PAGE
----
For authors, the first day of November starts an empowering sprint to a completed first draft. National Novel Writing Month, or NaNoWriMo, challenges writers to finish 50,000 words of a new or existing novel within 30 days.
The literary industry can seem impossible to break into; however, with almost four million books published annually, plenty of opportunities exist for a new story to be told. Novelist and activist Kim Johnson urges aspiring authors to never give up on achieving their dreams. “It’s more common for authors to find a literary agent representation after several years of queering the project and receiving hundreds of rejections,” she tells GU.
While NaNoWriMo is geared toward getting authors past the daunting task of writing the first draft, it also pushes them to grow as storytellers. Adult romance novelist Kennedy Ryan has been writing her entire adult life but always searches for new ways to grow in her craft. She encourages aspiring authors to find moments like this and to do the same.
There are so many ways to craft a brilliant story. Serial romance novelist Talia Hibbert suggests aspiring authors take advice from others but tweak it to mold their own unique process. If you are dreaming of writing your first novel, here are some tips from established authors to help you get started.
Read Everything You Can
Ryan believes that reading great work makes you a better storyteller. For her, reading reminds her of how she wants people to feel reading her stories, which guides the scenes she writes.
Joelle Wellington, author of “Their Vicious Games,” agrees and advises young authors to even read books outside their comfort zone. “Anything can inspire you, ” Wellington says. “It’s equally as important to know what you don’t want to dip your toes into, as it is to know exactly what you do want to write.”
Ryan also encourages authors to read skill books, like “Wired for Story” by Lisa Cron and “The Emotional Craft of Fiction” by Donald Mass, to enhance their writing.
Define Your Writing Intentions
Before you begin writing, Ryan suggests clearly defining your purpose for writing. Everyone’s answer to this question will differ; however, whether the overall goal is to make money or write with intention, it will change how you approach your career.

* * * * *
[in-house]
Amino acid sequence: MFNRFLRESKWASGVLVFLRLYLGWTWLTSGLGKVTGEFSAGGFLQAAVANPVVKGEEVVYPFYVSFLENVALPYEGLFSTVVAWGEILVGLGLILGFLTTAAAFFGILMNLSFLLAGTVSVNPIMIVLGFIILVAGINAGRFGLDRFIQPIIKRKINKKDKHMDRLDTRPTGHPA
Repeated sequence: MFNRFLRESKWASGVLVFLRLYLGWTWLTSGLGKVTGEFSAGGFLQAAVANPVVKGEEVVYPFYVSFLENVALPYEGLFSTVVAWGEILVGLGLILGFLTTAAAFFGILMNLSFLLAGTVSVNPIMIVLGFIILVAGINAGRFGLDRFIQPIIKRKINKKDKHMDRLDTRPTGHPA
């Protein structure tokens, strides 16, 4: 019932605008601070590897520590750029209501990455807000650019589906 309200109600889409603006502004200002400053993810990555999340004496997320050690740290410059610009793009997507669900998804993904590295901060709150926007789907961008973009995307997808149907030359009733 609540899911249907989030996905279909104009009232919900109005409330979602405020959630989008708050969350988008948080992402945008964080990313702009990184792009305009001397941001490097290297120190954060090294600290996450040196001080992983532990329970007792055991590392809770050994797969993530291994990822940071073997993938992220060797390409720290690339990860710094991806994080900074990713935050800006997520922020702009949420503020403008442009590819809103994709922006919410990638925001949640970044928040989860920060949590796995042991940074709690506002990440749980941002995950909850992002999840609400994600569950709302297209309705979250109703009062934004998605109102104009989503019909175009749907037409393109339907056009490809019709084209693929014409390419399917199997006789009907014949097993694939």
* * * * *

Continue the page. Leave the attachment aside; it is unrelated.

Write What You Love
Wellington advises aspiring authors to remember that they are the experts in their own stories and urges them to avoid publishing traps. She recommends writing the limitless stories you want to tell, and Hibbert couldn’t agree more.
“Your books come from deep inside you and consume your mind for weeks, months, or years,” Hibbert says. “There is a reader waiting hungrily for every type of story; all you have to do is find and serve them.”
Create A Writing Plan
There are two types of writers: the pantsers and the planners. The planners develop outlines, while pantsers tend to write freely when they’re inspired. Johnson suggests aspiring writers find a balance between the two, allowing them to write freely while on a deadline.
Finding that perfect time management balance is essential for finishing a book. Wellington advises writers to embrace discipline because sometimes inspiration can’t be the driving force.
“Writing is solitary; Publishing a book is not,” Wellington says. “You’re working with a huge, immense team who are all really invested in your success. I think having that discipline and being on time with your deadlines is really important.”
Establish A Community
Writing can get very lonely, and you can get stuck in your own head. Ryan recommends building a community of trusted, like-minded individuals for support in navigating the industry.
“I’m in several authors’ groups, and then I also have an intimate core of writer friends,” Ryan said. “It’s like concentric circles of intimacy and accountability, [and] creating those for yourself as a writer is really important, soul-feeding and encouraging.”
Let Your Work Breathe, Then Begin Revisions
After completing the first rough draft of your novel, Johnson advises authors to take a step back before beginning revisions. It is essential to create some separation, whether it’s two weeks or two months, so you can look at the story with fresh eyes.
“I read with fresh eyes [by] sending my novel draft to my e-reader [to] read it on a different format,” Johnson tells GU. “Then, you start to take high-level notes about the big things you want to change.”
Learn the Business
Understanding the business of the industry is critical for your success. Wellington encourages all aspiring authors to ask as many questions as possible.
Whether you want to publish traditionally or self-publish, Johnson suggests using social media and Google to research all you would need to do. She also advises aspiring authors to be wary of “schmagents,” a term coined to describe illegitimate agents.
“Anyone can become an agent, but you want to make sure that you actually are working with a legitimate person who is not just feeding off of your dreams and desperateness and actually really knows the industry,” Johnson says.
About Kayla: Kayla Grant is a multimedia journalist with bylines in Business Insider, Shondaland, theGrio, Oz Magazine, Prism, Rolling Out and more. She writes about culture, books and entertainment news. Follow her on Twitter: @TheKaylaGrant.